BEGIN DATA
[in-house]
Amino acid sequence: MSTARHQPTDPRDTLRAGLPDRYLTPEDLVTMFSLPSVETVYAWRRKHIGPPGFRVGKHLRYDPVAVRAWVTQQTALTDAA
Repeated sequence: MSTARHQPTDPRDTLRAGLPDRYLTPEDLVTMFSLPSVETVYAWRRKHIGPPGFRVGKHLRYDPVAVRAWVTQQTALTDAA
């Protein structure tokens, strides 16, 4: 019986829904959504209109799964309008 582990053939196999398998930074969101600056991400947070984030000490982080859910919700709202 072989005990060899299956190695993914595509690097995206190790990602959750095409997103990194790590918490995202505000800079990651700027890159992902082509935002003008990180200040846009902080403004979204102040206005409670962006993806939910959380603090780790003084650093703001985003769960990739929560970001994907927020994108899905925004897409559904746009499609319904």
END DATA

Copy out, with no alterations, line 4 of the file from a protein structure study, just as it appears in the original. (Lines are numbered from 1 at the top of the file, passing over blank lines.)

């Protein structure tokens, strides 16, 4: 019986829904959504209109799964309008 582990053939196999398998930074969101600056991400947070984030000490982080859910919700709202 072989005990060899299956190695993914595509690097995206190790990602959750095409997103990194790590918490995202505000800079990651700027890159992902082509935002003008990180200040846009902080403004979204102040206005409670962006993806939910959380603090780790003084650093703001985003769960990739929560970001994907927020994108899905925004897409559904746009499609319904």